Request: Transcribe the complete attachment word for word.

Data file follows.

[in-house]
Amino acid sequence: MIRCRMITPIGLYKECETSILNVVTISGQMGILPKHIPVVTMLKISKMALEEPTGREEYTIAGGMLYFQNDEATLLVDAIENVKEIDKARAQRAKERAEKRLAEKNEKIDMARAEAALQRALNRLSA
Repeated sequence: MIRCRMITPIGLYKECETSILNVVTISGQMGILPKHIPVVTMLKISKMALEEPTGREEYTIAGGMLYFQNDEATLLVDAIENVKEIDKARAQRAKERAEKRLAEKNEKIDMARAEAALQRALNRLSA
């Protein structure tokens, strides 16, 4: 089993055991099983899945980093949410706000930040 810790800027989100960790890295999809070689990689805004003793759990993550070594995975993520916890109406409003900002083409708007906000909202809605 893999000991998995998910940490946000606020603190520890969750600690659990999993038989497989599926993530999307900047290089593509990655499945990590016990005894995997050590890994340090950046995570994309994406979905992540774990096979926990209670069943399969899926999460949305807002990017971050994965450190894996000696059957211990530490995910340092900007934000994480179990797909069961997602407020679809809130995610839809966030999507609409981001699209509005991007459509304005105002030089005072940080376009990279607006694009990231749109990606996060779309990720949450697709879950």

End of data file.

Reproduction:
[in-house]
Amino acid sequence: MIRCRMITPIGLYKECETSILNVVTISGQMGILPKHIPVVTMLKISKMALEEPTGREEYTIAGGMLYFQNDEATLLVDAIENVKEIDKARAQRAKERAEKRLAEKNEKIDMARAEAALQRALNRLSA
Repeated sequence: MIRCRMITPIGLYKECETSILNVVTISGQMGILPKHIPVVTMLKISKMALEEPTGREEYTIAGGMLYFQNDEATLLVDAIENVKEIDKARAQRAKERAEKRLAEKNEKIDMARAEAALQRALNRLSA
């Protein structure tokens, strides 16, 4: 089993055991099983899945980093949410706000930040 810790800027989100960790890295999809070689990689805004003793759990993550070594995975993520916890109406409003900002083409708007906000909202809605 893999000991998995998910940490946000606020603190520890969750600690659990999993038989497989599926993530999307900047290089593509990655499945990590016990005894995997050590890994340090950046995570994309994406979905992540774990096979926990209670069943399969899926999460949305807002990017971050994965450190894996000696059957211990530490995910340092900007934000994480179990797909069961997602407020679809809130995610839809966030999507609409981001699209509005991007459509304005105002030089005072940080376009990279607006694009990231749109990606996060779309990720949450697709879950």